Flu activity continues to rise in the U.S., according to new surveillance statistics released by the Centers for Disease Control and Prevention on Friday.
Forty-seven states have now reported widespread influenza activity, according to the CDC's latest FluView report, three more states than officials estimated Wednesday. Two more children have died since last week's report, raising the total to 20 kids who have succumbed to the virus.
The report covers the week of Dec. 30 through Jan. 5, and the CDC releases a revision every Friday.
Twenty-four states and New York City have experienced high influenza activity, with 16 states reporting moderate activity. Last week's report showed high activity in 29 states. A complete look at how your state stacks up can be found on the CDC's website.
From Oct. 1 of 2012 through the report, an estimated 13.3 per 100,000 people were hospitalized with flu. The hardest hit group were adults ages 65 and older. Adults with underlying conditions such as diabetes, heart disease, obesity and lung disease (excluding asthma) were more likely to be hospitalized.
Underlying conditions like asthma, neurological disorders or diseases that weaken the immune system were commonly reported in hospitalized kids; however, more than 40 percent of them did not have an underlying medical condition.
Hospitals around the country have reported influxes of flu patients. In Chicago, several hospitals had to divert ambulances while one Pennsylvania hospital had to set up tents to deal with the extra patients.
Dr. Robert Glatter, an emergency medicine physician at Lenox Hill Hospital in New York City, told CBSNews.com Friday that his hospital set up additional treatment areas for flu patients.
"Many patients seem to have more severe illness this year as opposed to last year," Glatter said in an email. "In fact, a number of patients have required mechanical ventilation (respirator) due to difficulty breathing. We have also seen a number of children under the age of 5 with severe symptoms including muscle aches along with vomiting."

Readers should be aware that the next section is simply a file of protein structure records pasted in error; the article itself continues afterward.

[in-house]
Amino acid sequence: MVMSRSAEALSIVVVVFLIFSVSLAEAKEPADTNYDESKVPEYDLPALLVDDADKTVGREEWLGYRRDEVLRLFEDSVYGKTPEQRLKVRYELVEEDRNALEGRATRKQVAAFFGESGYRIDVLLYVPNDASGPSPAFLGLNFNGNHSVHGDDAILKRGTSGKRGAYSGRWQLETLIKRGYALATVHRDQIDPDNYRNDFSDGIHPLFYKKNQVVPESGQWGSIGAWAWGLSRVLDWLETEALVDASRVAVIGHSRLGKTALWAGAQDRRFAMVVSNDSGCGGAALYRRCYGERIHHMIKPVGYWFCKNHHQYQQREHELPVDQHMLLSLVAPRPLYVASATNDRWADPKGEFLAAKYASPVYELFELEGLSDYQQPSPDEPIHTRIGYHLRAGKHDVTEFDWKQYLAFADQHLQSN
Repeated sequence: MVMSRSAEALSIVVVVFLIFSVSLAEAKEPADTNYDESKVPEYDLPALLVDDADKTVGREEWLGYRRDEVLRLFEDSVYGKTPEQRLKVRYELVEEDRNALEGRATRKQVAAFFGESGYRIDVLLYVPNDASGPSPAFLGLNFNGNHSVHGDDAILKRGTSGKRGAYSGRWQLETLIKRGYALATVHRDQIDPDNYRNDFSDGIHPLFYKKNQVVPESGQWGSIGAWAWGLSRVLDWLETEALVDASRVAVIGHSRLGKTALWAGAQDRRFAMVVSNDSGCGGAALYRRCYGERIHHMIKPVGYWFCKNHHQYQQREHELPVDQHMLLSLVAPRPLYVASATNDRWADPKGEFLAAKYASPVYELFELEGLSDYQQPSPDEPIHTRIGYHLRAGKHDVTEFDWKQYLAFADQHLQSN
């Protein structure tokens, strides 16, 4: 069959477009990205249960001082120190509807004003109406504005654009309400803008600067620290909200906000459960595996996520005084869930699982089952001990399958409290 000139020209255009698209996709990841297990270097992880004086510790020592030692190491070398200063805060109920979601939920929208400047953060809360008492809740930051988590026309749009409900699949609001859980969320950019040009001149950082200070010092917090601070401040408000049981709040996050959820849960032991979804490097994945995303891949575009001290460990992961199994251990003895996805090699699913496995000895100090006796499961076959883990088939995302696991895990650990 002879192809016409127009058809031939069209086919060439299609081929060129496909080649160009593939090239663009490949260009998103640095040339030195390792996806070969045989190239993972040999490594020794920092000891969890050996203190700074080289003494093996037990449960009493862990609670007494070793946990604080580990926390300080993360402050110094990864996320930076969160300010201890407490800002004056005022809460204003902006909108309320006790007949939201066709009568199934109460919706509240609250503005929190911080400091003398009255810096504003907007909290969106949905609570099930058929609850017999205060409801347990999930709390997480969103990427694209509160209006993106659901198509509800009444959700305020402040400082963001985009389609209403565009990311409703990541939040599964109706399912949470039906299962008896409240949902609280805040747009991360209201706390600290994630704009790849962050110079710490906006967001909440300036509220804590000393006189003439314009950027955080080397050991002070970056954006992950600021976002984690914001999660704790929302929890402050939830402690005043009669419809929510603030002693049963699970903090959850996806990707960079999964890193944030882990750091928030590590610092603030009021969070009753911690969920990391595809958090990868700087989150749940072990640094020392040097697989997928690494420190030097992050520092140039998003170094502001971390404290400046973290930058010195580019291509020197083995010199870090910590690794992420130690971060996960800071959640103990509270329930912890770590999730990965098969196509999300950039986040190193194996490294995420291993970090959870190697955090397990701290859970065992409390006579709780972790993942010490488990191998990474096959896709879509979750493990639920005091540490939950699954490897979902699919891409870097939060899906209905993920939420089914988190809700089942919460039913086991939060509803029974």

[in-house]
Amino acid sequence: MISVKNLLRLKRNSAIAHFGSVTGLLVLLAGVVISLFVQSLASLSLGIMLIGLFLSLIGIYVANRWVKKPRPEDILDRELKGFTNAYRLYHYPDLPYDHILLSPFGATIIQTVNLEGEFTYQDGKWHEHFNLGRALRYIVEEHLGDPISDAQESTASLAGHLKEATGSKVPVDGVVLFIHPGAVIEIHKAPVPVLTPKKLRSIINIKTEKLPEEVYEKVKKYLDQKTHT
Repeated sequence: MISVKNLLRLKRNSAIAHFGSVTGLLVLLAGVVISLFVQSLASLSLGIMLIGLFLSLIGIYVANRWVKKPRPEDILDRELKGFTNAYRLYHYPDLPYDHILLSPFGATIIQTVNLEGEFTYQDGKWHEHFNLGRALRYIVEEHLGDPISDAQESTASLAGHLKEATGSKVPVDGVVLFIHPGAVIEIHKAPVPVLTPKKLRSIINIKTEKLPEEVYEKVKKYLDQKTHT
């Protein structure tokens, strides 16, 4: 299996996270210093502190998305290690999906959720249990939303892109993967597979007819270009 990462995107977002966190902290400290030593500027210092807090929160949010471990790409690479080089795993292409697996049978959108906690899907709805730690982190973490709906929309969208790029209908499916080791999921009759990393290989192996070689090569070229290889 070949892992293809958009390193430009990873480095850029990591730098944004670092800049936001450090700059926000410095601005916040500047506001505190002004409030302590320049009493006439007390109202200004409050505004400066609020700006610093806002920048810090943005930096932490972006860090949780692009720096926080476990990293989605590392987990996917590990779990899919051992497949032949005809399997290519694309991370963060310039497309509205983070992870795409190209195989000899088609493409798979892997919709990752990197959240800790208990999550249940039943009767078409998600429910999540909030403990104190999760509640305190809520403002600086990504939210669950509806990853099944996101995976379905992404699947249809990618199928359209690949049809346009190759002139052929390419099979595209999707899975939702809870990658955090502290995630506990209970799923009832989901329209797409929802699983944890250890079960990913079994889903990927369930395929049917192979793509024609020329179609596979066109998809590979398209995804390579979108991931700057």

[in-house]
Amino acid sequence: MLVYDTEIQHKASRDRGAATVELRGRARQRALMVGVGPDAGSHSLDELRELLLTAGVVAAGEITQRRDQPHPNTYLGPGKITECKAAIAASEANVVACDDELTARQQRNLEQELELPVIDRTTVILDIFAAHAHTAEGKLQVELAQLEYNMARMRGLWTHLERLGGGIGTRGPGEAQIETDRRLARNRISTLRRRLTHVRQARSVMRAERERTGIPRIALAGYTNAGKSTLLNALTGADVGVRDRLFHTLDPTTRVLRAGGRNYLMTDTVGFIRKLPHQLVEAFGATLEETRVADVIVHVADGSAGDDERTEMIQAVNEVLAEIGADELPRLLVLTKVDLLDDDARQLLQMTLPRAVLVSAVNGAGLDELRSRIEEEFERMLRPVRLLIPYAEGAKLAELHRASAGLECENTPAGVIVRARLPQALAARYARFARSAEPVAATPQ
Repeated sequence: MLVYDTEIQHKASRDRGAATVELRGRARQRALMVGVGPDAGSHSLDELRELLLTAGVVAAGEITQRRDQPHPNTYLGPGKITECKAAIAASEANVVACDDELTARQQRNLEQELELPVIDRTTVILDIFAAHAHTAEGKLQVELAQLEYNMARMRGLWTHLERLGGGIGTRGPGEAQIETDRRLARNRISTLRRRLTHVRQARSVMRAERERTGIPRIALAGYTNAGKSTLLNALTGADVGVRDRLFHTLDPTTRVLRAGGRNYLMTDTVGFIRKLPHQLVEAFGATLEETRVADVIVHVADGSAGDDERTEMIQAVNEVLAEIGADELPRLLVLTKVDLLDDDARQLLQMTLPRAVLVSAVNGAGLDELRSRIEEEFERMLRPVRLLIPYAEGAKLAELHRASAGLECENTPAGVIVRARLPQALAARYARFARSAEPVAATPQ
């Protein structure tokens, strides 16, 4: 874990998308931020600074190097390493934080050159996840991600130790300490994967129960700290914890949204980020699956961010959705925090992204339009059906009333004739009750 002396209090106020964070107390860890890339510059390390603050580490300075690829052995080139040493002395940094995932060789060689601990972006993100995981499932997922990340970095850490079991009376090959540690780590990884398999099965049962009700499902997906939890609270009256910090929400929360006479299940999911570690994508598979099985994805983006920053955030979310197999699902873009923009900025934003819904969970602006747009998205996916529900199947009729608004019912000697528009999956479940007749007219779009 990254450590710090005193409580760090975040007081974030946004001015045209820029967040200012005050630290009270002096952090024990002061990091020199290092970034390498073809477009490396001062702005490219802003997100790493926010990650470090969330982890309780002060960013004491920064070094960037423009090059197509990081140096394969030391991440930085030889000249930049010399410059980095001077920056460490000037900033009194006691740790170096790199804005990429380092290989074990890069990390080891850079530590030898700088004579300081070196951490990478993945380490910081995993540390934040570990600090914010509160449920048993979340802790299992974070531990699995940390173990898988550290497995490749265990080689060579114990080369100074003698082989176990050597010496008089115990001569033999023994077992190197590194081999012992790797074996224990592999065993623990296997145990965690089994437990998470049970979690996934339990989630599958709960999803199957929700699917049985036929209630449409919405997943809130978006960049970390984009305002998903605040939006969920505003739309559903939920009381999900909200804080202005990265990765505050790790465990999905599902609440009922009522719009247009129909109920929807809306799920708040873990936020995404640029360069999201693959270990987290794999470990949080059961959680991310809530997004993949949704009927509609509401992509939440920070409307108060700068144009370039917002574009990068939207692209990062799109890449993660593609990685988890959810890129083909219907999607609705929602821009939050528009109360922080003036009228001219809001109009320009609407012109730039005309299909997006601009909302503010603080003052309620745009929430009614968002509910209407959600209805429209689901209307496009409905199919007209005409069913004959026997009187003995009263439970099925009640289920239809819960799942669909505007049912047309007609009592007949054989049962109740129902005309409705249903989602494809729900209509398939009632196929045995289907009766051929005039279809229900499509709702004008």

The CDC does not track adult death rates -- state health departments do -- but about 24,000 die each year from influenza.
The CDC said the predominant virus causing flu nationwide is influenza A (H3N2), followed by influenza B viruses. Cases of H1N1, or "swine flu," -- the virus behind a 2009 pandemic -- have rarely been seen.
The CDC also released a new study Jan. 11 in its journal Morbidity and Mortality Weekly Report, that found this year's flu vaccine is about 62 percent effective. That's based on test results collected from 1,155 children and adults who reported to doctors with respiratory infections.
The agency still says this year's vaccine matches well to the strains that are out there, and recommends everyone over the age of 6 months gets a flu shot.
"However, these early [vaccine effectiveness] estimates underscore that some vaccinated persons will become infected with influenza," wrote the CDC researchers. "Therefore, antiviral medications should be used as recommended for treatment in patients, regardless of vaccination status."
Prescription drugs such as Tamiflu (generic name oseltamivir) and Relenza (generic name zanamivir) are usually prescribed for about five days, although people who are hospitalized may need to take the medicine longer. The drugs can reduce symptoms and shorten the time people are sick by one to two days, in addition to helping prevent more serious flu complications like pneumonia, according to the CDC.